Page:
Hi Frank! This is a great question; the answer is sometimes simple and sometimes baffling.

Frank Röber wrote: For the following, let's ignore the noise of real existing systems. Im talking of an ideally QPU.

I agree that this is useful. Considering a fault-tolerant QPU lets you focus on the issue, not the noise. And we'll have those soon enough. Here's a

link to the company I work for, which is building one such device.

Frank Röber wrote:For the following, let's ignore the noise of real existing systems. Im talking of an ideally QPU.

If I *know* there is only one result, the candidate should be clear after let#s say 10 cycles. But this is just a feeling, I cannot evaluate the error rate.

If there're two expected results (e.g. root-finding like Newton), how many cycles would I need to become confident about the result? It gets worse if there are more roots I didn't expect...

My statistics is also patchy, but if you know there's one correct answer, and a 98% chance of getting the right answer with one run, then there's a 1.0 - 0.02*0.02 = 99.96% chance that at least one of two runs will be correct. So that's also about the probability (seat-of-the-pants leap of logic here, someone please correct me) that if you do see two identical results, the answer you see is correct.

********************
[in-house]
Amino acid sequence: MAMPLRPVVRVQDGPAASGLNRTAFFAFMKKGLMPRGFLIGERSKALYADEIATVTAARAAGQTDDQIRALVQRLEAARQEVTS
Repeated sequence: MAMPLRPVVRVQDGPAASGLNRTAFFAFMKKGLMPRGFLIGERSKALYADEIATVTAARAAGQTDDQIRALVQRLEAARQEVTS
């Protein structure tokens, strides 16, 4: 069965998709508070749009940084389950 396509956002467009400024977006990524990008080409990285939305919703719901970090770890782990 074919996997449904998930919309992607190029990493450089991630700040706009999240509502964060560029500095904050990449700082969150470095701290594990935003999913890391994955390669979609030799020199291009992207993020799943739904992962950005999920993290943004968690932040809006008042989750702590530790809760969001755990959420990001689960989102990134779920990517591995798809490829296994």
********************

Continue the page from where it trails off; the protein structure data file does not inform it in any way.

**However** there's a big (huge) help when it comes to many common algorithms: I's often hard to find the answer, but easy to verify it. For example, in the

**Shor** chapter of the

octopus book, the program produces factors of a number, so simple multiplication will tell you whether or not you need to re-run it.

In Figure 10-8 of the

**Quantum Search** chapter you can also check the answer, but doing so requires possibly getting eaten by a tiger.

Frank Röber wrote:As a QPU programmer, will I have to code that cycles explicitly or is this hidden by the device?

Both. For example, when using the IBM 5Q (as in the

**Quantum Teleportation** chapter of the

octopus book) you can specify a number of runs, and it will aggregate the results for you (see Figure 4.5). If you need to modify the program based on output from each previous run, then you'll need to run them one at a time.